Image via Wikipedia Lapu-Lapu
Some Filipinos claimed that Magellan spread Christianity in the Philippines through friendship before people had accepted Christianity. However, I am still doubtful for that claim - my reason is that if Magellan really utilized friendship to spread Christianity in the country, there will be no bloody fight occurred between him and Lapu-Lapu that led to his death! I can say it now that Magellan used also swords to propagate Christianity not like Makdum, an Arabian missionary used his persuasive powers to introduce Islam in Philippines.
Many of us Filipinos are not aware that Islam is 141 years older than Christianity in the Philippines.
The Christian religion came to our land when, on March 16, 1521, Ferdinand Magellan landed on Homonhon Island of Samar on an expedition sent by King Philip of Spain. The primary objective of the expedition was to conquer some spicy islands and to spread Christianity. The inhabitants of Homonhon Island, who were pagans, were the first to be converted.
The expedition took Magellan and his forces to Panay and Cebu also. While the people of Panay accepted the new religion, Lapu-Lapu in Cebu opposed him. A war ensued, and Magellan was killed. Following his death, King Philip sent more expeditions, with soldiers and preachers, to spread Christianity. As a result, the Philippines became the first Christian country in Asia.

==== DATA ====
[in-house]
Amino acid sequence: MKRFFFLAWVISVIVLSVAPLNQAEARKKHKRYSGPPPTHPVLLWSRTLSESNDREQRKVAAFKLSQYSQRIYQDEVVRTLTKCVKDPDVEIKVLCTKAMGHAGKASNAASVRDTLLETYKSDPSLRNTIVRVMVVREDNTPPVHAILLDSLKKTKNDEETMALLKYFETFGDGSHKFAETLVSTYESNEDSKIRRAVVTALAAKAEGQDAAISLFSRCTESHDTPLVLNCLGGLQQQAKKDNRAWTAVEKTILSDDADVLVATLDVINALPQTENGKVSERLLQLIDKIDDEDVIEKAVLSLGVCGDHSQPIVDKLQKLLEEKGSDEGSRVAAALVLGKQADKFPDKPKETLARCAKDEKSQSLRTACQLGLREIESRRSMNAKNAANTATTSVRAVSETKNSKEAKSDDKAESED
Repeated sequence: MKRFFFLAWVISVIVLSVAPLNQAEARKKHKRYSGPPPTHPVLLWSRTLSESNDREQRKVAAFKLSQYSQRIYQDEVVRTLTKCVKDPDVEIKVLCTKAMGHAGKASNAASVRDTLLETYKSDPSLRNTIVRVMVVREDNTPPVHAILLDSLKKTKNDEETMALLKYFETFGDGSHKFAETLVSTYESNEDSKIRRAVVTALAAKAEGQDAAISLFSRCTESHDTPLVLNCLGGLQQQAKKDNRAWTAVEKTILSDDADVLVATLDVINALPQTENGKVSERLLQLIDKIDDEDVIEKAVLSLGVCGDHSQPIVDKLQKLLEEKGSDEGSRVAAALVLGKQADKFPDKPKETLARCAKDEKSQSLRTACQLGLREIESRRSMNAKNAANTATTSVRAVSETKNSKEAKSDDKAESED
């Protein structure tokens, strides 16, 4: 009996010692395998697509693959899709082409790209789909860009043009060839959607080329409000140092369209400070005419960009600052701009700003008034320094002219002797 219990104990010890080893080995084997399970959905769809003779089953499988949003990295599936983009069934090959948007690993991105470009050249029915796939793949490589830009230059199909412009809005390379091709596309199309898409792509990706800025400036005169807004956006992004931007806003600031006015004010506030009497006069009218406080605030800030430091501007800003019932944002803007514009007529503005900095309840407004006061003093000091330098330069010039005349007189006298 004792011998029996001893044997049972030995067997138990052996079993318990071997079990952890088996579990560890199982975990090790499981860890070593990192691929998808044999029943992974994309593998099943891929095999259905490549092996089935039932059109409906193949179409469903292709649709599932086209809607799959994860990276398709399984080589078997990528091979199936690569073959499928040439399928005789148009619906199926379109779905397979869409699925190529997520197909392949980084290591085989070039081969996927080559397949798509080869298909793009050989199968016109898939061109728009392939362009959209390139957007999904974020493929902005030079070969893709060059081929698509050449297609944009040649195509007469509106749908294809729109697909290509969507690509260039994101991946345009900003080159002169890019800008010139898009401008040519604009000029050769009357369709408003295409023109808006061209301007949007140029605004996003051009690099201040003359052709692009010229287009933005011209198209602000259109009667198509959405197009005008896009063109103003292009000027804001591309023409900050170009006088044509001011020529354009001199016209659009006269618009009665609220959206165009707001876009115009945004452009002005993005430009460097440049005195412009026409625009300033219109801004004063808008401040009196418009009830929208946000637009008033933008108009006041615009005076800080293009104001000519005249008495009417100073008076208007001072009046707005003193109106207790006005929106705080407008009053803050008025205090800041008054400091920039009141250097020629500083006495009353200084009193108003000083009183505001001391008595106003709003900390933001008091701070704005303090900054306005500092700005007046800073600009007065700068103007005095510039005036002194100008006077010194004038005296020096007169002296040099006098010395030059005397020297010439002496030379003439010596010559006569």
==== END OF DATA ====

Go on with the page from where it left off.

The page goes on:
In contrast to the general welcome Christianity received in the archipelago, it found resistance in Mindanao where the inhabitants were already Muslims. Makdum/Mukdum, an Arabian missionary and scholar who arrived in Tubig Indangan, in 1380, introduced Islam in the Philippines. He introduced Islam with his persuasive powers.
The point I wanted to make is that Islam is not an interloper that came to a Christian country. It has been in the Philippines for approximately 631 years, compared to the 490 years that Christianity has been there.
In 1990 records, the Christian population in Philippines has reached to 91.5 percent of the total population compared to 5 percent of our brother Muslim Filipinos. And the other 3.5 percent are comprising other religions.
I still remember that during my elementary, high school and college days no teachers taught me about Islam that is part of Philippine history.